Tuesday, April 1, 2014

Multi-Word Phrases

Kiddo is in what I call a "speech surge" again and I am not complaining!  I am so proud of this kid and the progress he is making.  Some of the things he said today honestly shocked me, and so I wanted to record them here so I wouldn't forget them.  He is now officially in the multi-word phrase.  Pretty much everything he said today, was two, three or even four word phrases, though he did occasionally say a few one word phrases, such as pointing out a circle ("circo" as opposed to the "cako" he used to say), or that he wanted an orange ("or!") Starburst rather than the red I gave him.

So, without further ado, the fun and surprising things he said today:

  • "I wa pho peeze."  Probably unnecessary translation: I want phone please.  Normally in that case he would just say "pho peeze" and then with lots of prompting I can get him to expand to the four word phrase.  But twice today he came up to me saying that phrase completely on his own. 
  • "Los o egg"  Translation: Lots of eggs.  Today I located our Easter eggs in the garage, which for some reason were in the trick or treat pumpkin bucket.  So we played with both.  (Didja notice the Christmas cookie cutters in the picture above.  We played with the play-doh on Saturday.  A little variety in holiday traditions never hurt anybody, right?)  Anyway, I've never heard Kiddo say there was lots of something before, though I've heard him say egg several times lately and hence the reason I pulled out the Easter eggs early.  
  • "Cady i kukin"  Translation: Candy in pumpkin.  Apparently he remembered that you can get candy in the pumpkin and he wanted some.  So I obliged, and went to get him some.  Remember the "orange" comment I mentioned?  Yeah, that was related to this experience.  
  • "Two Cady." No translation needed.  Apparently the one orange Starburst was not enough for the kid.  He's gotten demanding, now that he knows the power of words (and that his mother is a sucker, giving in to most of his requests because she's so proud of him using his words).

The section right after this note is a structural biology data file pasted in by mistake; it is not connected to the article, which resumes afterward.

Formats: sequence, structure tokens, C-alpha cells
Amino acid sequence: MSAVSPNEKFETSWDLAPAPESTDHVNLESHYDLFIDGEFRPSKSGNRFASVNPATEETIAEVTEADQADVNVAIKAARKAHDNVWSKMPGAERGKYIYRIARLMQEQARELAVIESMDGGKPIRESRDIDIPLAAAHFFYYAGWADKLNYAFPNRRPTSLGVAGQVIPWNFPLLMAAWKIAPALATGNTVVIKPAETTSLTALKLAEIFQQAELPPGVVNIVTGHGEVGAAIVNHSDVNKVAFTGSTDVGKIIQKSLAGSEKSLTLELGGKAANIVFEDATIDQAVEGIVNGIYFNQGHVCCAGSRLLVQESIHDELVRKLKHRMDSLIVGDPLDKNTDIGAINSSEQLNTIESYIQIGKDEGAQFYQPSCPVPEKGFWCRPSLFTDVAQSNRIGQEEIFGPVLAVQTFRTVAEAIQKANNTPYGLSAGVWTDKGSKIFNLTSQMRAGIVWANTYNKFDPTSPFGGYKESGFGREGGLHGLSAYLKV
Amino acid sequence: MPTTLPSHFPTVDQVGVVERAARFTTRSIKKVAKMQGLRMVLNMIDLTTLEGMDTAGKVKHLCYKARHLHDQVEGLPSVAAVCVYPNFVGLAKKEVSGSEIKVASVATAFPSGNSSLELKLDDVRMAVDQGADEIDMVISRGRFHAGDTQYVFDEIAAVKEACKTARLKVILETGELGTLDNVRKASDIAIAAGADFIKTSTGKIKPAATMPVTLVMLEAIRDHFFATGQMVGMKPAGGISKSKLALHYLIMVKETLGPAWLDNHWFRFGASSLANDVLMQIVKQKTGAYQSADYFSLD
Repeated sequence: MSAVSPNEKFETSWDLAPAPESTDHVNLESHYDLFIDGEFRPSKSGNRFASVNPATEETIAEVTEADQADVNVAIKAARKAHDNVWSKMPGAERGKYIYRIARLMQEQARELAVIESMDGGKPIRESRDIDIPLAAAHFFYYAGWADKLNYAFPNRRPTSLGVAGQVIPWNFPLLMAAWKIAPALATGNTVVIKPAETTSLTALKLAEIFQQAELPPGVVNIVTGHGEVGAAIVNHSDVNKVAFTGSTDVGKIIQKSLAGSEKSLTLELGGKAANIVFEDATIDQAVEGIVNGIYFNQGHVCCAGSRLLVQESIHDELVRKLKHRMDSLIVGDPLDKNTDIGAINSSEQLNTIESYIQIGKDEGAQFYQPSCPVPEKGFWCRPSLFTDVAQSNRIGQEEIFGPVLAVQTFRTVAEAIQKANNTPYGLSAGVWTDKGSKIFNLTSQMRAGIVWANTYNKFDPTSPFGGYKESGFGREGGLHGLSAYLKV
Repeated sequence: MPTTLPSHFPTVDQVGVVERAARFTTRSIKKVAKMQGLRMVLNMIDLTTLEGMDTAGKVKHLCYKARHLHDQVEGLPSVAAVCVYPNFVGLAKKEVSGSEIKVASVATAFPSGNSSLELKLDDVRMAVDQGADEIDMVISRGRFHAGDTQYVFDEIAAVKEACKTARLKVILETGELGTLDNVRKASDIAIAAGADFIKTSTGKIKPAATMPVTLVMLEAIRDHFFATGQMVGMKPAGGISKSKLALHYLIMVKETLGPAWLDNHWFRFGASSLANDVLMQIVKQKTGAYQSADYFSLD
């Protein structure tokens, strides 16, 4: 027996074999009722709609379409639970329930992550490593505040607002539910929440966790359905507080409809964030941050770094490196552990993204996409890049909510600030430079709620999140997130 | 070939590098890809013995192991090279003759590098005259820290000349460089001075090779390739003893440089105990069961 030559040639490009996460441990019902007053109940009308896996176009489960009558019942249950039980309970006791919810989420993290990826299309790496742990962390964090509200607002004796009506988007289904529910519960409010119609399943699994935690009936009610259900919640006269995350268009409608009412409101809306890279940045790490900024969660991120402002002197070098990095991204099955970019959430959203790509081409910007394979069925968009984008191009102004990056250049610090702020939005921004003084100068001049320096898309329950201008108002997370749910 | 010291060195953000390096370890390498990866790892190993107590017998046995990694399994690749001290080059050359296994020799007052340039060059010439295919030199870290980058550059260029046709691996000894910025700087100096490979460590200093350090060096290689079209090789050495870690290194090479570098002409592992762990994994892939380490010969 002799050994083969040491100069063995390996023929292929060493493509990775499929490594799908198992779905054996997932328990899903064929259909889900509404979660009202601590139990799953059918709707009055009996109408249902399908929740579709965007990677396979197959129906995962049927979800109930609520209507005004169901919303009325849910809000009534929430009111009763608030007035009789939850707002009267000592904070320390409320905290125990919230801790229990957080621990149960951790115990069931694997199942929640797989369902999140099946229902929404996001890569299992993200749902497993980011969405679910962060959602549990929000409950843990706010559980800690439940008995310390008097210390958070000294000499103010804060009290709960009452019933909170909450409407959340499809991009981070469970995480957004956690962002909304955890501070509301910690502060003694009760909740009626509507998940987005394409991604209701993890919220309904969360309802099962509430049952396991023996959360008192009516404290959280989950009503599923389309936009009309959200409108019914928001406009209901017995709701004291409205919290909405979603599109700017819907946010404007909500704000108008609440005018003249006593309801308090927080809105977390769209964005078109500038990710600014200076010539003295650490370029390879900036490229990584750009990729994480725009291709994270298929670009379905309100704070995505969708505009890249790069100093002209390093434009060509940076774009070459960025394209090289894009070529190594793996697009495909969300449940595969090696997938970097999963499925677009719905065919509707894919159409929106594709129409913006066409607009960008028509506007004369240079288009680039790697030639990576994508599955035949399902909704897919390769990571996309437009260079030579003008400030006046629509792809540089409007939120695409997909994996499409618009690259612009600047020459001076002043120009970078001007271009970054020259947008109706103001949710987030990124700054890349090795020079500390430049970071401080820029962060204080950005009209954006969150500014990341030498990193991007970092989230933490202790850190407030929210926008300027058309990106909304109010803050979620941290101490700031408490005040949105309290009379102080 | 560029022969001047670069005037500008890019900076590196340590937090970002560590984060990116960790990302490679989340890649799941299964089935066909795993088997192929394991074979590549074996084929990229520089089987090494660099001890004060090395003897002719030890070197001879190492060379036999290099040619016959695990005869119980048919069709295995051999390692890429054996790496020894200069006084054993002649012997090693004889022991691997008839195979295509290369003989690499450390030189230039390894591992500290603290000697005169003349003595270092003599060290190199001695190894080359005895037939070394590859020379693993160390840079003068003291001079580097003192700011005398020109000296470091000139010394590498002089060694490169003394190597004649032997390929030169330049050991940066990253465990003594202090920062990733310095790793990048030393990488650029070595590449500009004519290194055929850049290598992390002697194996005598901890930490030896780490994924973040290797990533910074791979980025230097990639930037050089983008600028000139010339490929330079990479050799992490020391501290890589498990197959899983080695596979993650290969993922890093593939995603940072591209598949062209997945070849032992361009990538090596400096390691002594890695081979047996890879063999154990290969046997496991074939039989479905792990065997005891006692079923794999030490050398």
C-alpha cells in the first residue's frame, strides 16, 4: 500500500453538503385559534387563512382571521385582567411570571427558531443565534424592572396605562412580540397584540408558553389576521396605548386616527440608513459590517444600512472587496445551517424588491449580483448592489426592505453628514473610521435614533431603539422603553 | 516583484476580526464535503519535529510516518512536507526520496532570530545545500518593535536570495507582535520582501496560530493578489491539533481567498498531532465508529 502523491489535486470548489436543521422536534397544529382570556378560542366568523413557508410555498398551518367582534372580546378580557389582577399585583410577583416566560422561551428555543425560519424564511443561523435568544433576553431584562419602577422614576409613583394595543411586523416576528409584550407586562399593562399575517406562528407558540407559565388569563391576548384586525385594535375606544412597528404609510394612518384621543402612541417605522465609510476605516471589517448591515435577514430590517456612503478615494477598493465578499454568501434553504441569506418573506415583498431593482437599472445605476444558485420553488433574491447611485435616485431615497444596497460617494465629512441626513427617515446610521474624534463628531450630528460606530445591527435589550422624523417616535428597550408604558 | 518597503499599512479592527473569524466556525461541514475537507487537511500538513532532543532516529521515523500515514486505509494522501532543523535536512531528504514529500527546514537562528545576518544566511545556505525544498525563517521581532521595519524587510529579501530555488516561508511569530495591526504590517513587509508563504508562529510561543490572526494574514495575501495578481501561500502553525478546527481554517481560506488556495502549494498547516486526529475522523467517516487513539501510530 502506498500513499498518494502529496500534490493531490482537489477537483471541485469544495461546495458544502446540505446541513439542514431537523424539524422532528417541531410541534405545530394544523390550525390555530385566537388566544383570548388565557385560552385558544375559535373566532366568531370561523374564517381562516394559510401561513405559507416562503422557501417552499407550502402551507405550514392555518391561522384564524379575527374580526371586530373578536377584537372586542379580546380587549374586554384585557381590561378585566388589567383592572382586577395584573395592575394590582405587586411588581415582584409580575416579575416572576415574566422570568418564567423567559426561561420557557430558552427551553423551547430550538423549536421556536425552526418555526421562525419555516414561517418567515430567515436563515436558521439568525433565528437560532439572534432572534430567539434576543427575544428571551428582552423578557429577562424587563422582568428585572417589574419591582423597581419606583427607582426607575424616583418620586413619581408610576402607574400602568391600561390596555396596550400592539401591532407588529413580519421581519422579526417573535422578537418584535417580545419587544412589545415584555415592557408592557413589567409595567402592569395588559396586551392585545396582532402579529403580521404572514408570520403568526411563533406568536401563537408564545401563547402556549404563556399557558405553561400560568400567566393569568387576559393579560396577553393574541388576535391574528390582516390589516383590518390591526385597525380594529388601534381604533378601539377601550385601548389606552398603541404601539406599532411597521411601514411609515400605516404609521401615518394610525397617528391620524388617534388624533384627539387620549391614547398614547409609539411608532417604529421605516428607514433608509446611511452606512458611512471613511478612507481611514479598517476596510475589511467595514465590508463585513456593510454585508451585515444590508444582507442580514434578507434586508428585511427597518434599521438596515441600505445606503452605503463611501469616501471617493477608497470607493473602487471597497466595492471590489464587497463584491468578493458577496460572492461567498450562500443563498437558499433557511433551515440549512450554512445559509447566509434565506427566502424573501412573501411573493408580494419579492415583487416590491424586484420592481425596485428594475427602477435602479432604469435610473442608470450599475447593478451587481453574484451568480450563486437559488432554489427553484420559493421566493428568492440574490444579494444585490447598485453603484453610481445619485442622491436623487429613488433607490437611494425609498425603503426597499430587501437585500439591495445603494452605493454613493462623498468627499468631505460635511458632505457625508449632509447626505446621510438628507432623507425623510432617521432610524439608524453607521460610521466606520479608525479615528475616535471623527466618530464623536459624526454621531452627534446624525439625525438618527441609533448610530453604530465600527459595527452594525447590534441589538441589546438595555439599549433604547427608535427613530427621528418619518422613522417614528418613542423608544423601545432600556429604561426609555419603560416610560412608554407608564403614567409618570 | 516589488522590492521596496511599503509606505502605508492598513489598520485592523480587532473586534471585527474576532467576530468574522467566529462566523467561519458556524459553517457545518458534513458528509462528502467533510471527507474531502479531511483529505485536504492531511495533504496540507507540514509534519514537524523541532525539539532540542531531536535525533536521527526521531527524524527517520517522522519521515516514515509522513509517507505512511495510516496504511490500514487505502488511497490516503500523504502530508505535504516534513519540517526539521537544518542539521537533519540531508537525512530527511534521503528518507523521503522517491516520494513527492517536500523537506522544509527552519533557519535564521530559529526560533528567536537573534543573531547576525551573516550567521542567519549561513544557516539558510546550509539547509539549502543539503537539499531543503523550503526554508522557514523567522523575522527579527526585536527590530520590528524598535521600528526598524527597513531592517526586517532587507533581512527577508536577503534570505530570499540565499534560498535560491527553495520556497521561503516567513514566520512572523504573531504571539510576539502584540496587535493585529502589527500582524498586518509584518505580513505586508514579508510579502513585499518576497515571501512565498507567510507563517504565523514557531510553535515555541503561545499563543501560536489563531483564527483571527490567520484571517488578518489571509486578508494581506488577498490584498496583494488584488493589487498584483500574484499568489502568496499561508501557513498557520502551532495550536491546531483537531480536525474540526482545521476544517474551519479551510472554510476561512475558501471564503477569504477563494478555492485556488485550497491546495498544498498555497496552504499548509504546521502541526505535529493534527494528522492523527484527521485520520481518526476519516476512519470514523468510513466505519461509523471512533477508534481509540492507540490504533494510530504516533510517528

• "I di i"  Translation: I did it.  We were playing with his bowling set and after he knocked over all the pins he said this.  Took me a few seconds to figure out what he was saying, but then I got it. A new phrase I hope to keep hearing over and over!
  • "Mo wawa peeze."  Unnecessary Translation: More water please.  Usually he brings me his empty cup and I ask him what he wants, and then he'll say "mo" or "wawa peeze" but this if the first time he said this as a three word phrase without any prompting.  A few hours later, he said it again.  
  • "Go up."  Absolutely no translation necessary.  And although this is not a new phrase, the fact that there was a "p" at the end of "up" was new.  I've heard "uh" as "up" since he was 16 months old. "Ow" and "Uh" were his first and only words for a looooong time.  He said this multiple times today as we were playing with his car, pushing it up the hill and then letting it "go dow".
  • And finally, today I asked him "Do you want to play in the play room or your room?"  He responded clearly "My oom."  I was stunned, because first of all, I've never heard him say room before (well, 'oom like they do in the Chronicles of Narnia), but also because he knew to say "my" rather than repeat "your."  And then (just to make sure my ears weren't deceiving me), once we entered his room he proudly declared "my 'oom."
So darn proud! 

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